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Spc. Jeffrey Ellis on Wednesday holds up a piece of shrapnel that hit him in a suicide bomber attack the previous day. It was removed from his body but he's expected to receive further care in Germany.
Spc. Jeffrey Ellis on Wednesday holds up a piece of shrapnel that hit him in a suicide bomber attack the previous day. It was removed from his body but he's expected to receive further care in Germany. (Bryan Mitchell / S&S)

Mideast edition, Thursday, August 30, 2007

FOB SALERNO, Afghanistan — Spc. Jeffrey Ellis never saw it coming.

The 20-year-old Wisconsin native was working in a 6-foot hole beneath a bridge when a suicide bomber struck his unit on Tuesday, killing three of his comrades.

“I didn’t know anything was going on until I heard the boom and saw the smoke,” Ellis said Wednesday from a bed in the field hospital on this austere forward operating base roughly 10 miles from the Pakistan border.

Physicians removed ball bearing-style shrapnel from his right arm and torso, but at least one piece remains lodged in his abdomen. He is expected to travel to Germany for further care.

“I’m lucky, it didn’t hit a single organ in me, but they don’t know if it’s going to cause any more problems,” Ellis said.

The attack that claimed the lives of three members of the Fort Lewis, Wash., based-585th Engineering Company is part of a wider campaign by militants to disrupt work by coalition forces in this still perilous region.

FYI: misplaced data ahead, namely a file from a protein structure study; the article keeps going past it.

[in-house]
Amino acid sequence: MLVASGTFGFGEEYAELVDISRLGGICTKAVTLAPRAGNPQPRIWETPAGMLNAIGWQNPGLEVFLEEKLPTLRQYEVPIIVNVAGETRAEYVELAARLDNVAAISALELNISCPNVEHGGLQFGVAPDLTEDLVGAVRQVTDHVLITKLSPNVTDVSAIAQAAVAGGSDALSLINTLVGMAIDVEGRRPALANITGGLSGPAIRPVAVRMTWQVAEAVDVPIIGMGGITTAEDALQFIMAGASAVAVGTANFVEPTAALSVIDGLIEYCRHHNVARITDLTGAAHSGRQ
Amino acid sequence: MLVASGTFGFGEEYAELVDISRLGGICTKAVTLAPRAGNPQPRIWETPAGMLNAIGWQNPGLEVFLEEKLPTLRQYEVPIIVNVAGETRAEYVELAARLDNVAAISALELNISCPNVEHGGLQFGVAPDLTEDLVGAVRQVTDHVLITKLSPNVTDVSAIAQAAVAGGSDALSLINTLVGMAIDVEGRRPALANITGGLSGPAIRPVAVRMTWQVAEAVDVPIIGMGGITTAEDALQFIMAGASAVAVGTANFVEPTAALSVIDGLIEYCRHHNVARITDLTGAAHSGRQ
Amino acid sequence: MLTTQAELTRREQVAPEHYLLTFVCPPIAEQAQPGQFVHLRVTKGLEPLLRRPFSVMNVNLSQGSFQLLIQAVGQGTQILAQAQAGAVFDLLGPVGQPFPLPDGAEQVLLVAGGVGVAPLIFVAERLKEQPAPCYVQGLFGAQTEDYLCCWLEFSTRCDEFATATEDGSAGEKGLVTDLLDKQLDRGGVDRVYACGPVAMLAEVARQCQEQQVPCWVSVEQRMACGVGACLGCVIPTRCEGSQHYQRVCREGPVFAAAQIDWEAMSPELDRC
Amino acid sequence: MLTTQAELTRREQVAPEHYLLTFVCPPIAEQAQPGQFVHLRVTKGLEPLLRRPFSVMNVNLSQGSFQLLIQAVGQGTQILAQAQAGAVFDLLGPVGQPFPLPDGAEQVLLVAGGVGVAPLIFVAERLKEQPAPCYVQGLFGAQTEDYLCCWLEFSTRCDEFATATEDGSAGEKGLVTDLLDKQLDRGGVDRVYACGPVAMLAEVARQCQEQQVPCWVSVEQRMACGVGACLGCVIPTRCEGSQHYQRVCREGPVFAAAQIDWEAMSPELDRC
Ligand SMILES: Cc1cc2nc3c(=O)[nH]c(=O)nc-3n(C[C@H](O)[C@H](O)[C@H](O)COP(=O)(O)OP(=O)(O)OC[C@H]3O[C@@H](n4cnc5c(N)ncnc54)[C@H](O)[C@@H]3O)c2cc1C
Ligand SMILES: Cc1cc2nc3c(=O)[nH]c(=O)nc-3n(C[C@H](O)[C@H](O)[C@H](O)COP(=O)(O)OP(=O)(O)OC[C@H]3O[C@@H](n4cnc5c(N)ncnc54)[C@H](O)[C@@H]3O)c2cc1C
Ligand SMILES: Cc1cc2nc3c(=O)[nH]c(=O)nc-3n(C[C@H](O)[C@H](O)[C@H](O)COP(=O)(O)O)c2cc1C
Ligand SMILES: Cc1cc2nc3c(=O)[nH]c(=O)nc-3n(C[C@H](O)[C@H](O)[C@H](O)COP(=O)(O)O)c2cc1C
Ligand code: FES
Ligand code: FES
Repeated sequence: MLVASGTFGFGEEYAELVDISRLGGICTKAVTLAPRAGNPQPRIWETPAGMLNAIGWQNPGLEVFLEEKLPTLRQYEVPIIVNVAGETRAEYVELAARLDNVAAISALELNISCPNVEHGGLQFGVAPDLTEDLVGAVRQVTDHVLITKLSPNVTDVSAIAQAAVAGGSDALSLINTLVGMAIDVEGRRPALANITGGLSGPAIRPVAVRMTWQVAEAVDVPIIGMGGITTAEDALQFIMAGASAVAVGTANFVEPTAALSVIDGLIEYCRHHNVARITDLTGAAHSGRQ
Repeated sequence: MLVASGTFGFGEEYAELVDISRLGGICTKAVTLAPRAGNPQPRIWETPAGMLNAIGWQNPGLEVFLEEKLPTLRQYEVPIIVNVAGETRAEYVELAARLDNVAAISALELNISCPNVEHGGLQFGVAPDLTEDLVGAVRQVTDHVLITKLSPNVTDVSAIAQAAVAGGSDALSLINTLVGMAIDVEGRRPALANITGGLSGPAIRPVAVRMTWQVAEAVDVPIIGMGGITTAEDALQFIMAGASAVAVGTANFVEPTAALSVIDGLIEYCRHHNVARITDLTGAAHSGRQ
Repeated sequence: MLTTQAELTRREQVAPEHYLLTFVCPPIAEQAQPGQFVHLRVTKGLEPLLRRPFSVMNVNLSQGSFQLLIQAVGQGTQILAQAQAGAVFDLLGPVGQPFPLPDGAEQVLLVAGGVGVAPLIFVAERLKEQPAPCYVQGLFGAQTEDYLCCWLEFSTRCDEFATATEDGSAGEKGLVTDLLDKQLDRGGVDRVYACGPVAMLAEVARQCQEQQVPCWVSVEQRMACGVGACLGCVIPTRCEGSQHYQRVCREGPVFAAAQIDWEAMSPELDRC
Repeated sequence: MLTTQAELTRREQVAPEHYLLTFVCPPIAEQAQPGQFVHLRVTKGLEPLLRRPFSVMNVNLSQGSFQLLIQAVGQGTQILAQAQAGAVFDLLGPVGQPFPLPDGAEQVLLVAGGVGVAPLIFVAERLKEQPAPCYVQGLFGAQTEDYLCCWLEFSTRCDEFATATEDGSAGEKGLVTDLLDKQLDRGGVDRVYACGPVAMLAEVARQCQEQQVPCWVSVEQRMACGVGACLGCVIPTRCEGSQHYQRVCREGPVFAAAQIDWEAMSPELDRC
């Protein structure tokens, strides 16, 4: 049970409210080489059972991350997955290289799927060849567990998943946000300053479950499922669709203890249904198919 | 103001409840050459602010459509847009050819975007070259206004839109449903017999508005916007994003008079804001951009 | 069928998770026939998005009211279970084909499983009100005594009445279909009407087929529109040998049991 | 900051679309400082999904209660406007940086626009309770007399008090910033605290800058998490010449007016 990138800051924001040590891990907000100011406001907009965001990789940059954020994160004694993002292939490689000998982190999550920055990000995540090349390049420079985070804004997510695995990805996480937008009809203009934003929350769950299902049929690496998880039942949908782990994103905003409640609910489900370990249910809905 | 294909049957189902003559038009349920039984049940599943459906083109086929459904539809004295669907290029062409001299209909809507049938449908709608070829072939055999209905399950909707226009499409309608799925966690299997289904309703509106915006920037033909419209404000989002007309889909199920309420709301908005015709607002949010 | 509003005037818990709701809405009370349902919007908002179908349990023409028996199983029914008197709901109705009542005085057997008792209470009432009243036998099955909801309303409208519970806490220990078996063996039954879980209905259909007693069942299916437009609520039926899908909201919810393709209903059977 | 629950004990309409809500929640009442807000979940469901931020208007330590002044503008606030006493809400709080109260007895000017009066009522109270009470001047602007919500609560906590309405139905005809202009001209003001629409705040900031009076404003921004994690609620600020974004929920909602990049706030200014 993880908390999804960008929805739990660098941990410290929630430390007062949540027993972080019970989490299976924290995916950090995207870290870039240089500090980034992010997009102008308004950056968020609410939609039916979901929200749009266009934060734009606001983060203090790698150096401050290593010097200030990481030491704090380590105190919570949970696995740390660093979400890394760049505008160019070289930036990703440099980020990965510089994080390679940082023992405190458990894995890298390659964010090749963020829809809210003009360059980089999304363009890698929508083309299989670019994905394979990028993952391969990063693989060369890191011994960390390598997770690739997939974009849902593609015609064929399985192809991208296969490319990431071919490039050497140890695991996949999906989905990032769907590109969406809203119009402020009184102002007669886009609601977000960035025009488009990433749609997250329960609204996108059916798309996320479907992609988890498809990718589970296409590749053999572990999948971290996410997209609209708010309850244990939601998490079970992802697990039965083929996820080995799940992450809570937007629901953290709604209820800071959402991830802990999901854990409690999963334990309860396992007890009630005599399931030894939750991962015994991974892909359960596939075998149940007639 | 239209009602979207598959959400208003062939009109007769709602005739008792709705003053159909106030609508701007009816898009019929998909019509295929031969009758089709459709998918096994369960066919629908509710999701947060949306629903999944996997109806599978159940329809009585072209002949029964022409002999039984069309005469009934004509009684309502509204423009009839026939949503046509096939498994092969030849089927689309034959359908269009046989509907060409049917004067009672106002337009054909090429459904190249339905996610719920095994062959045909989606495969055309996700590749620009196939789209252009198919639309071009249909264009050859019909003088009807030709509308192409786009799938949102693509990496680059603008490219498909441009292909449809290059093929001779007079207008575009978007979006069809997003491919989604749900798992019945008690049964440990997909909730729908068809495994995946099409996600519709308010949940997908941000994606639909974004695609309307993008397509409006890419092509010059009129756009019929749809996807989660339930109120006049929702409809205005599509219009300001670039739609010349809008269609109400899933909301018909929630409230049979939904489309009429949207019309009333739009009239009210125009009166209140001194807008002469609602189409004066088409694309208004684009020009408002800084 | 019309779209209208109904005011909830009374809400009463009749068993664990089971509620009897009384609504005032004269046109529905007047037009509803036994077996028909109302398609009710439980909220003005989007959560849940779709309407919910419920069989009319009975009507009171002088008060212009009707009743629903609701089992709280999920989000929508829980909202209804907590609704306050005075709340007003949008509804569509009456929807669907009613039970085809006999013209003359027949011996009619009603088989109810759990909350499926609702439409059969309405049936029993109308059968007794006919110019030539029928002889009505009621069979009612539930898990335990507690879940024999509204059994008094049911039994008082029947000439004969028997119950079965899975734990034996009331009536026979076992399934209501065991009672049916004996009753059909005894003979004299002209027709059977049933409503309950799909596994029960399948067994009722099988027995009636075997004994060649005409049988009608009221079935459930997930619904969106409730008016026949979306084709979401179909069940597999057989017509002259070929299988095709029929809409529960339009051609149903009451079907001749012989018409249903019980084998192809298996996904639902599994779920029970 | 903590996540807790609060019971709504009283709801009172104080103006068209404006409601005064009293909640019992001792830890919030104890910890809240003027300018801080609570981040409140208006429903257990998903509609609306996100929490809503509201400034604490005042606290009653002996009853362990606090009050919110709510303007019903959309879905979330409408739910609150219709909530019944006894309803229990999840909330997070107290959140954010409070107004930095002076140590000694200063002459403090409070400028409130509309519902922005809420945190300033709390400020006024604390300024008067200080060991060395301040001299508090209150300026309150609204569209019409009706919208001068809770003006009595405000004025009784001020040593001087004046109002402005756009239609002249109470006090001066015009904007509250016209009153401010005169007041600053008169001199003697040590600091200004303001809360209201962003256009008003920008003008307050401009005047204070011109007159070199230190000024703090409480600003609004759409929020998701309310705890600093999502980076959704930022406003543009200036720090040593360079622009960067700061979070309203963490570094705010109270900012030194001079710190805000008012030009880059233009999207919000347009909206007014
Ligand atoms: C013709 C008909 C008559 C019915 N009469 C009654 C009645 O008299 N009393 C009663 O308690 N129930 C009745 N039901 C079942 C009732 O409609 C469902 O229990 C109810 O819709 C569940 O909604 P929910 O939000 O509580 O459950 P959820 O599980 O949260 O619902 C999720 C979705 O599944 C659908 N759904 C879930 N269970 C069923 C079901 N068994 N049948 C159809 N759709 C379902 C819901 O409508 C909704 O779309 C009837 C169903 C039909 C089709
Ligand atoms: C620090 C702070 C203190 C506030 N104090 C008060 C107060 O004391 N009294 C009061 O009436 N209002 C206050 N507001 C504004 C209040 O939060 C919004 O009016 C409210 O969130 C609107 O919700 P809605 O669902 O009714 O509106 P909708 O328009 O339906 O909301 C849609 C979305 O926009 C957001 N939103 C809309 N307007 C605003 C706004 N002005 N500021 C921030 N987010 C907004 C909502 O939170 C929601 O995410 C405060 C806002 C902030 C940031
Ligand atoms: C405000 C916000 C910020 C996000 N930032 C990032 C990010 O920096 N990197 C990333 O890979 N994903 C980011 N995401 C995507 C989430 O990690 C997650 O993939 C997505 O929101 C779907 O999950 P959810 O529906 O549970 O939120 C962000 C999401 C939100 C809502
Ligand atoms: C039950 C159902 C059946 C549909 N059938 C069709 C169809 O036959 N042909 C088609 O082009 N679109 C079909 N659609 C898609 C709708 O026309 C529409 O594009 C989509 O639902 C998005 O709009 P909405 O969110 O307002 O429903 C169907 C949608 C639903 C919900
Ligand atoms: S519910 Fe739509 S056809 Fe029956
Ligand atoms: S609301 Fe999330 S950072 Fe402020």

A “fallen comrade” ceremony was held late Tuesday evening at Bagram Air Field, where scores of troops lined the main drag and saluted at attention as the soldiers’ flag-draped coffins inched along Disney Drive.

American forces working alongside the Afghan National Army are currently engaged in a two-pronged approach of improving local infrastructure and rooting out insurgents, who are increasingly adapting tactics from Iraq such as car bombs, suicide vests and roadside explosions.

And, much like in Iraq, the insurgents don’t discriminate between coalition forces and the native population.

That’s how two Afghan teenagers wound up recuperating, alongside Ellis, from wounds sustained in Tuesday’s attack.

Samia Ullah, 15, and Aminu Ullah, 13, were walking home from school shortly after noon Tuesday when they crossed the bridge that the 585th was busy rebuilding just as the suicide bomber struck. The elder brother suffered wounds to his torso, and American doctors removed one of his kidneys, while his younger brother sustained deep lacerations to his back.

The two Afghan youths struggled to speak to their father Wednesday, who sat quietly between the two in a state of shock and sadness. He expressed gratitude for the Americans who treated his children, and dismay for the suicide bomber.

“It’s a problem for me and my family,” Mohammad Salah said via interpreter Dr. Ahmed Gul. “The Americans come to make a bridge, but the bad guys don’t want us to have a bridge or for my children to go to school.”

Ellis said he hadn’t experienced any other attacks during his 10-month deployment. The bombing, he said, has left him with a sense of unease.

“It makes it hard to tell the good guys from the bad guys,” he said. “We just don’t know where he came from.”

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